My story began in the spring of 2009. The snow had melted, the flowers were blooming, and the sun was once again shining bright. Although the signs of spring outside brought forth hope and cheer, the feeling inside was anything but. My then four-year-old lay on the couch, drained of energy and holding his head. He had been lethargic and complaining of headaches for several days. Over the counter medications were not alleviating the pain. A trip to the pediatrician yielded no diagnosis. Shortly thereafter, Ben sat at the dinner table, put his spoon on the plate and fell forward. I called his name, but got no response. I lifted him and saw that his eyes were rolled back and all color was drained from his face. I called the pediatrician and said that I believed my son had suffered a seizure. After a sleepless night, we returned to the pediatrician who immediately concluded that he was not himself. This prompted a trip to the emergency room at Children’s Hospital. After a CT scan produced normal results, we returned home. The following week we returned to Children’s Hospital for a scheduled MRI and EEG. The technician who performed the EEG told me that if we did not receive a call within two days, we were to assume that all tests were clear. We sat on pins and needles for two days and Ben seemed to be doing well, until the following morning. Holding his head, he said, “Mommy, my head hurts bad.” Knowing something was not right, but not wanting to believe it, I called Children’s Hospital. Unable to reach someone directly, I called the pediatrician and said that even though the tests were apparently clear, something was still not right. She told me to remain calm and that she would get back in touch with me. Within minutes, the phone rang and she said that unfortunately the technician had spoken out of turn. The MRI was clear but the EEG showed that Ben has generalized seizure disorder. The beautiful spring day had turned into the dark depths of an unyielding winter.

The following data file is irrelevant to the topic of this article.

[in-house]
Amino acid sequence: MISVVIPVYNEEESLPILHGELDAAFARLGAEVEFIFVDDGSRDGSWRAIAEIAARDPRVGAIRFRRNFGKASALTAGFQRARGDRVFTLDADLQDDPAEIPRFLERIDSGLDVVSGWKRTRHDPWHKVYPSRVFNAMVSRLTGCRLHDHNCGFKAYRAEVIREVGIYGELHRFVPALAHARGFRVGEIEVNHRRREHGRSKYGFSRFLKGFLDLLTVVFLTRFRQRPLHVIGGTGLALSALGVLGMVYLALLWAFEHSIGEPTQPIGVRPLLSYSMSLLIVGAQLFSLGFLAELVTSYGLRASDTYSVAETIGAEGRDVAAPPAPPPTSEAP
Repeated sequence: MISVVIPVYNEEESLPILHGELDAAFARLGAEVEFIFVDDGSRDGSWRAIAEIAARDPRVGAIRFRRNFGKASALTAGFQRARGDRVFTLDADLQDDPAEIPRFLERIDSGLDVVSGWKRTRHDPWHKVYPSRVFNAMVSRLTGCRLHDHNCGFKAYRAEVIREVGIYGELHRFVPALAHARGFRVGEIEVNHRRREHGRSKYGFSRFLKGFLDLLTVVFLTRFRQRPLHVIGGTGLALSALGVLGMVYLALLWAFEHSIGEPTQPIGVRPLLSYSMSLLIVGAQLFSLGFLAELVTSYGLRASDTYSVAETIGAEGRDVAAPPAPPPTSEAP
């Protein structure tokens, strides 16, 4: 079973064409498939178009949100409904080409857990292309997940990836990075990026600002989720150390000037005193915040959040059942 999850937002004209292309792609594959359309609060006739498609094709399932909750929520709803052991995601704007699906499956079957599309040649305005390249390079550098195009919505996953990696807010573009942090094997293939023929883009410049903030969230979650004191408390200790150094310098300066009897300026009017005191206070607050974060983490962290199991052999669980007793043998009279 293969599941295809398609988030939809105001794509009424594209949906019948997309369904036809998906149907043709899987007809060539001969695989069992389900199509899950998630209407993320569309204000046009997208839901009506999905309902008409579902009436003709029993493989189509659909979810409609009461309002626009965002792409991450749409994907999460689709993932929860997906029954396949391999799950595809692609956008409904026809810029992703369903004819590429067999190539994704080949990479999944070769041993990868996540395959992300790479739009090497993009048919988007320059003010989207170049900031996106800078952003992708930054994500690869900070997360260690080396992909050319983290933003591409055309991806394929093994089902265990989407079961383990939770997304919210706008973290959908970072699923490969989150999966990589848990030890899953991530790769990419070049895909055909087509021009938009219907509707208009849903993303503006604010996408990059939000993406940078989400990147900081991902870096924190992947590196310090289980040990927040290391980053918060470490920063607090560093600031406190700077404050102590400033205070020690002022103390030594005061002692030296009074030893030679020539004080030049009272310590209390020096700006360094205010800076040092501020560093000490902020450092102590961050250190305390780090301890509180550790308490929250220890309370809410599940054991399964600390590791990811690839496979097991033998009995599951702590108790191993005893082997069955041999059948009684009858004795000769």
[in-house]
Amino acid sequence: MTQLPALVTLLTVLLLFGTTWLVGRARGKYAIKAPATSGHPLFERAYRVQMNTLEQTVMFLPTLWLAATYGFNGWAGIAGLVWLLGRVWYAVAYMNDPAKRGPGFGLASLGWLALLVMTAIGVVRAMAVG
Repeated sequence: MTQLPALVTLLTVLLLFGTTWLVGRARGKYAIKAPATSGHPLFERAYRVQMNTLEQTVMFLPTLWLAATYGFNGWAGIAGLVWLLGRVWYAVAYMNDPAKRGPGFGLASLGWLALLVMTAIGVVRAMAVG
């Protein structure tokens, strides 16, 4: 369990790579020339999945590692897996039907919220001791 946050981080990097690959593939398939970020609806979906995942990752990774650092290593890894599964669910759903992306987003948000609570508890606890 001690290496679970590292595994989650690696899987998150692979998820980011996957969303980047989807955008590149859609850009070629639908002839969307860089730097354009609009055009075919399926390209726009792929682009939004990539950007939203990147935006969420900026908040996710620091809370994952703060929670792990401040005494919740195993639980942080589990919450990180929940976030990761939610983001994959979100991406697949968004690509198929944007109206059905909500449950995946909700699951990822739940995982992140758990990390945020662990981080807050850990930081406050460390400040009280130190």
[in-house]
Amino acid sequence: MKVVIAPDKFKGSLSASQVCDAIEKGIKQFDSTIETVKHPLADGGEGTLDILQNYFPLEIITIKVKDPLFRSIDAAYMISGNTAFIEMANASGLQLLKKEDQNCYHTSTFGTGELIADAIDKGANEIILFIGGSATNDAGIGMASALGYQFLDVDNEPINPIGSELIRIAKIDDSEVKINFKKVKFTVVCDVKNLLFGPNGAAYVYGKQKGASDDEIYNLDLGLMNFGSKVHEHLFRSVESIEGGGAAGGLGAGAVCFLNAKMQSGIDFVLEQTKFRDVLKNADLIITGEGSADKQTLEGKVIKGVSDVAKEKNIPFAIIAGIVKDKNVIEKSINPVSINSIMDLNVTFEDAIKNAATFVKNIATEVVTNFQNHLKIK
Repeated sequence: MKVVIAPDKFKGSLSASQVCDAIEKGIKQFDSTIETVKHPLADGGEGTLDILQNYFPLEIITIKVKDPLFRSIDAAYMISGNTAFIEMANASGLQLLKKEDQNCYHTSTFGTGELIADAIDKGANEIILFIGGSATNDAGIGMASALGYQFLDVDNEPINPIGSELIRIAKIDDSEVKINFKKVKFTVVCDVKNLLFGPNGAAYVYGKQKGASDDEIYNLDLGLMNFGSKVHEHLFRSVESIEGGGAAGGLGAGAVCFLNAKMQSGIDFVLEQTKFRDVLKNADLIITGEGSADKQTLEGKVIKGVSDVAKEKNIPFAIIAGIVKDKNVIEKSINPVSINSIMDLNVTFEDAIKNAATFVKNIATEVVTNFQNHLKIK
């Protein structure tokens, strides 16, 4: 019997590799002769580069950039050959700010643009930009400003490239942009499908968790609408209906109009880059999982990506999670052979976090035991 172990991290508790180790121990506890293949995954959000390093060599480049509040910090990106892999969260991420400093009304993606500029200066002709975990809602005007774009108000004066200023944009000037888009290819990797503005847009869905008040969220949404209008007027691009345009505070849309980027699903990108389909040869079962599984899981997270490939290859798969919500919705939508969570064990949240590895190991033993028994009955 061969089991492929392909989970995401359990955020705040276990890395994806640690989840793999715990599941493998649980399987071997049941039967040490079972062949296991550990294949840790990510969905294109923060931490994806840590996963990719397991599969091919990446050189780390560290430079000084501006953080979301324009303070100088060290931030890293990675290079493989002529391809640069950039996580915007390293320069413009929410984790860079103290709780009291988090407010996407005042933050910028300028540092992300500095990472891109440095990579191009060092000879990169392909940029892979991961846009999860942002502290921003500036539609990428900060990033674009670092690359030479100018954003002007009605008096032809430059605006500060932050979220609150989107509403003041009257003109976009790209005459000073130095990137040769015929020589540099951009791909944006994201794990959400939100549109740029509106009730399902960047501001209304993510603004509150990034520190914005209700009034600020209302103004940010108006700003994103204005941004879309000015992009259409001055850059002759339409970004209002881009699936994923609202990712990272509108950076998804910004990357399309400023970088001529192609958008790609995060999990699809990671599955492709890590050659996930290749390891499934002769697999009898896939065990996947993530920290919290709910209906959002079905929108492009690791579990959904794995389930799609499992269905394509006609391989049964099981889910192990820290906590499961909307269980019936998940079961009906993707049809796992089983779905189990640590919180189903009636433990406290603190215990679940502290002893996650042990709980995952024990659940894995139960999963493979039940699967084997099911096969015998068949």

In that moment and for several weeks after, I felt pain in my heart that I had never known. To know that your child is not well is frightening, but to also have a frightening diagnosis attached to it is downright heart wrenching. After we met with the neurologist and educating myself on the disorder, the pain in my heart was once again replaced with hope. After finding the right medications for Ben, our little boy returned and he has been seizure free. Ben takes his medication twice daily, has blood tests and sees his neurologist every four months. It is now early spring in 2011 and Ben is a happy and healthy six-year-old. The snow is melting, the flowers are beginning to bloom, and the sun is once again shining bright.
We are extremely lucky that Ben’s epilepsy is under control with minimal impact on his and our daily activities. Other families have not been as lucky and for them, the disorder has literally taken over not only the life of the affected loved one, but that of the entire family. For these families, every day is a struggle. It is for the lucky ones like Ben and for the not-so-lucky ones that I urge you to open your hearts, your minds, and your wallets. No child should have to experience a seizure and its serious ill effects, be it one or multiple, and no parent should have to watch helplessly the sufferings of a child. In supporting CURE, I believe we will all be a positive and meaningful force in the ongoing effort to eliminate epilepsy.
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